In Vitro Evaluation Study: T Scan III Validity and Inter Occlusal Reliability for Occlusal Adjusting

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Is the term “Quality” ever a consideration or does it play a role in providing TMD occlusal care?


Quality in one definition is defined as: “the standard of something as measured against other things of a similar kind; the degree of excellence of something.”

According to the ASQ (a global community of folks passionate about quality) define quality as:

Quality can have two meanings:

  1. the characteristics of a product or service that bear on its ability to satisfy stated or implied needs;
  2. a product or service free of deficiencies. ….quality means “fitness for use;” it means “conformance to requirements.”

Does quality of life have any meaning as it relates to TMD and occlusal problems?

  • Quality of jaw function vs dysfunction
  • Quality of temporomandibular joint movement vs restricted (limited movement)
  • Quality of muscle resting states vs. tension states
  • Quality of opening and closing velocity of the mouth (normal opening speed vs. guarded (protected) opening and closing ability
  • Quality of terminal contact when a person bites their teeth together – Do all teeth contact together simultaneously or is their a lack of occlusal balance (delays).
  • Quality of postural body alignment of the cervical region – Lordosis vs. kyphosis
  • Quality of shoulder levelness
  • Quality of pelvis balance
  • Quality of body muscles strength vs. weakened states
  • Quality of airway breathing vs  airway obstructed breathing
  • Quality to stand on your two feet balanced vs. imbalance, vertigo, dizziness
  • Quality of head movement – rotation, flexing/ extension, side bending

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From the In vitro evaluation study about the T-Scan III (an interocclusal contact sensor) by Cerna, Ferreira, Zaror, Navarro and Sandaval, Cranio, Journal of Craniomandibular and Sleep Practice, 2015, I have discovered that the validity and reliability of this sensor measures force and timing in “sensels” has been in question.

A sensel is composed of fine integrated conduction lines creating a grid with small (0.1″ per side) square pressure -sensitive areas. The sensor has a thickness of 100μm, which is in the articulating paper range of 8-200μm depending on the articulator brand.

There are two sizes: the larger arch is up to 66 mm wide and 56 mm long, with 1370 sensels. The smaller arch is 58 mm wide and 51 mm long with 1122 sensels. Each of the sensels that comprise a T scan sensor encodes in 8 bites, giving 256 possible levels for the force exerted on it. When a sensor is bitten down on, many sensels are excited simultaneously and the combination of their responses produces the final response of the whole sensor. The system ultimately provides an indication of relative force, either the total digital level or the percentage of the total digital level. It has 8 levels of sensitivity adjustments to adapt its use to different patients.

An important requirement for the clinical applicability of any measurement system is that the values provided represents the real values with the greatest accuracy. This is essential for reliability and effective occlusal adjusting treatment.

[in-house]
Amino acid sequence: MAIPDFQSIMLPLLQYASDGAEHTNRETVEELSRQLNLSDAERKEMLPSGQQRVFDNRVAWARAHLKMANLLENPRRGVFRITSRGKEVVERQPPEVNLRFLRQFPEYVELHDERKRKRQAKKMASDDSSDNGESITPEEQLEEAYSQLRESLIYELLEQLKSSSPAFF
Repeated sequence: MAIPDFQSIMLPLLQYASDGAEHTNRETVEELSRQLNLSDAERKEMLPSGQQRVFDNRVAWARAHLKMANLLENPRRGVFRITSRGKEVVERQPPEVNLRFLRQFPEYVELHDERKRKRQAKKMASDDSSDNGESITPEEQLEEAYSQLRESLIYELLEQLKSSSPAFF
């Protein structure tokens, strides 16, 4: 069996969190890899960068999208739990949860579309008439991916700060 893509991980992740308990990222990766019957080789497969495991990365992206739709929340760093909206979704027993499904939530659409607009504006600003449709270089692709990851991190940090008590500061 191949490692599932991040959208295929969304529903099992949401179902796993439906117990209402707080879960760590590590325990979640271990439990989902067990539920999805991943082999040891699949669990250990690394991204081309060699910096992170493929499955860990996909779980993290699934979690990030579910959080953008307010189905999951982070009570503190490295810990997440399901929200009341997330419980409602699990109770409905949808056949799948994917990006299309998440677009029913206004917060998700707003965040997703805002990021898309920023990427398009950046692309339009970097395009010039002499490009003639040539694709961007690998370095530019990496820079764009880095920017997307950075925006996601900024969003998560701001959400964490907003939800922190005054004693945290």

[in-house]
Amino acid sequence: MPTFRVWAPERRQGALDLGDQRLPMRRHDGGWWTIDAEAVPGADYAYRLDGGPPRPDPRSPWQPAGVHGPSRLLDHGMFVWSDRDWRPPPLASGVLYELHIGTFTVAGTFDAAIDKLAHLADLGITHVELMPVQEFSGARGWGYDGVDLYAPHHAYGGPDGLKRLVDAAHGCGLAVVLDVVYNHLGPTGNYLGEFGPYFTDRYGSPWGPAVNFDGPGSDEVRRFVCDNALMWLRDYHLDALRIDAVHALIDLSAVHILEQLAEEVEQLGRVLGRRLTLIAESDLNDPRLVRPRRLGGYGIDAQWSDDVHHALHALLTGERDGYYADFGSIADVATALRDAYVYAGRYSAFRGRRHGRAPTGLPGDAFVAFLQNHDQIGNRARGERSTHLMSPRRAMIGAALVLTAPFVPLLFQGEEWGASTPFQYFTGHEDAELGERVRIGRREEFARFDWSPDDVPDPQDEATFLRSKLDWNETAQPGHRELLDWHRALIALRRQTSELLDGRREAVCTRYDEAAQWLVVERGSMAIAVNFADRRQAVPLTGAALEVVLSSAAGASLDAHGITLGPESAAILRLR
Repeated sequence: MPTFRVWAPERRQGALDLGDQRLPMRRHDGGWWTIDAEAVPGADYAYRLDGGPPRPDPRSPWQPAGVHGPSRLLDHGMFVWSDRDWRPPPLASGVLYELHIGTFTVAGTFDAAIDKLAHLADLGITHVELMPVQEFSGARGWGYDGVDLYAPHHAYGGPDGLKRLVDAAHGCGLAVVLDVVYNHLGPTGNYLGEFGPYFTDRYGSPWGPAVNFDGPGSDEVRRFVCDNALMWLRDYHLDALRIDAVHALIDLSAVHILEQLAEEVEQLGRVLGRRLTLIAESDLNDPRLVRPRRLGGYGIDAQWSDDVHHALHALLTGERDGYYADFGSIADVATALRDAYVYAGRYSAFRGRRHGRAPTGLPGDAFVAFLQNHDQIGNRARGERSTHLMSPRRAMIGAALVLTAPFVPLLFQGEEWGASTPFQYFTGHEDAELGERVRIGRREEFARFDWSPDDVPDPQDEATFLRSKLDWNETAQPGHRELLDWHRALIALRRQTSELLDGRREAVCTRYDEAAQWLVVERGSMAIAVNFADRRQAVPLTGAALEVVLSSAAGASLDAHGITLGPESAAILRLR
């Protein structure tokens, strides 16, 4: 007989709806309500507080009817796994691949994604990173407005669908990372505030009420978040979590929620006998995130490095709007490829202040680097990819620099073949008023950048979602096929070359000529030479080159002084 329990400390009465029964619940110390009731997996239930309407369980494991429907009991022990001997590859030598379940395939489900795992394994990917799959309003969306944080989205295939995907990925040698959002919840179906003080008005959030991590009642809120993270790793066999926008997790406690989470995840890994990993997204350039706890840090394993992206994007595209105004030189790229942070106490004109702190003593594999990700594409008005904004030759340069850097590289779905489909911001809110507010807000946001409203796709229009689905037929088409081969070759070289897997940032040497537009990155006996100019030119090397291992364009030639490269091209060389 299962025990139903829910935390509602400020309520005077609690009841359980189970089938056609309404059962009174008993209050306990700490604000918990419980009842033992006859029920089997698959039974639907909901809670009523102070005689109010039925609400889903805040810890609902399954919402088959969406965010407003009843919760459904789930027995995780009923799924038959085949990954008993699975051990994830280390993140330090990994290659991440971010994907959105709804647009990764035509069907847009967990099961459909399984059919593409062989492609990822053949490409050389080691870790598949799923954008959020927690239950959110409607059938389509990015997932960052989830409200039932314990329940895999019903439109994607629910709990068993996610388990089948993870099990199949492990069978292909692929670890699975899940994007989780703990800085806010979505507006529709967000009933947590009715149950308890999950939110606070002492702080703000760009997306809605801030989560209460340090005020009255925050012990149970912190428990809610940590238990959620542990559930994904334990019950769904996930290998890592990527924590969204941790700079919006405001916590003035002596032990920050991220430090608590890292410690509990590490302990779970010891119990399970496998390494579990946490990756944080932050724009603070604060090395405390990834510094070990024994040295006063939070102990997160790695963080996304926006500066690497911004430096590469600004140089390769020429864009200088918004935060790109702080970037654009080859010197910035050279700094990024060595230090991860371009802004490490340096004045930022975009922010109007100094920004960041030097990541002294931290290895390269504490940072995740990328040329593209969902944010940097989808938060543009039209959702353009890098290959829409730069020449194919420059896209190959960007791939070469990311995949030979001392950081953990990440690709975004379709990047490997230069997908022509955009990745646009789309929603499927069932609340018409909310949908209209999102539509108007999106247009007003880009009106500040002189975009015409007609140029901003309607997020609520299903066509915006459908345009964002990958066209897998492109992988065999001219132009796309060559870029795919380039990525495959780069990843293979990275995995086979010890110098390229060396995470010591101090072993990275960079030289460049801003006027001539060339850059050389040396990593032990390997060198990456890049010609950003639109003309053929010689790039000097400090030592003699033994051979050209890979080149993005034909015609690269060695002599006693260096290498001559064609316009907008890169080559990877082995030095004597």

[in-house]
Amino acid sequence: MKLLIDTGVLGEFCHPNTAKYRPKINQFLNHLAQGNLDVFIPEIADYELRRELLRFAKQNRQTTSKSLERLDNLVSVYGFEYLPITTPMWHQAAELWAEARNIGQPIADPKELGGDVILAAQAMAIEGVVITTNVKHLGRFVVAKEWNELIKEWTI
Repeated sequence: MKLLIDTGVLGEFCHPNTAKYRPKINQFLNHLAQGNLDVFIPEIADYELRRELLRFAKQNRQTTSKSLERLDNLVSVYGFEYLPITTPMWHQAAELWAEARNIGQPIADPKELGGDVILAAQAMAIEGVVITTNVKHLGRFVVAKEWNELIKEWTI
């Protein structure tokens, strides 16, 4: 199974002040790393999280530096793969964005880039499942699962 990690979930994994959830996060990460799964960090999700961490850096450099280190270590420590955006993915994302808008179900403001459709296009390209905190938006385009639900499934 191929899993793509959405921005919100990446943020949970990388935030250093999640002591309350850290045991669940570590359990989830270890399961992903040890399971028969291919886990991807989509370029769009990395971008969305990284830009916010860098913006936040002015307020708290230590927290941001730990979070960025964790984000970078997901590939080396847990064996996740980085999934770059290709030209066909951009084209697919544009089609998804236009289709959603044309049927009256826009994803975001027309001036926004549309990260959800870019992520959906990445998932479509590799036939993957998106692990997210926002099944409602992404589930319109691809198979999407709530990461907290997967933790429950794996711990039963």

Results have shown the sensels showed a broad spread in their responses, eg. for a force of 10N, the sensels responded with digital levels between 25 and 55 raw, approximately. Equivalently, a raw value of 50 can be interpreted as a force between 10 and 22 N approximately. Using Lin’s CCC (concordance correlation coefficient) the average values correspondingly show poor levels of agreement (0.698+/- 0.230).

From what I have learned, from previous studies, there were also differences between sensors, suggesting their individual calibration (Throckmorton, Rasmussen, Calos, Calibration of T scan, 2009) and the system contained inaccuracies when measuring force (Lyons, Sharkey, Lamey, Int J. Prosth. 1992). Even Kerstein, et al (A force reproduction analysis of two recordings sensors of a computerized occlusal analysis system, Cranio, 2006) concluded that despite the more consistent values obtained with the HD sensor when compared with the third generation G3 sensor, both designs showed some differences in the force production. When using sensels that are bigger and closer in the HD design, it is best not to reduce the probability during the clinical usage, because some occlusal contacts would fall between sensels and the inactive recording areas on repeated bites.

Under laboratory conditions when studying the behavior of individual sensels the T scan III system does not shows an appropriate degree of validity in estimating absolute force, nor presents an adequate level of reliability (poor agreement mean of 0.099+/-0.185) when measuring relative force; however, it presents a high degree of validity in quantifying times.

The sensels showed significant differences in the individual behavior, which could decrease statistically when an entire sensor is measuring total occlusal forces.

Although HD or forth generation sensors used had increased the active recording area by 33% and had decreased the non-active recording area by 50% compared to the previous third (G3) generation designs.

In the measurement of absolute force, it was found that the representative error of the T scan system reached 9.2% and the maximum error was 22.5%.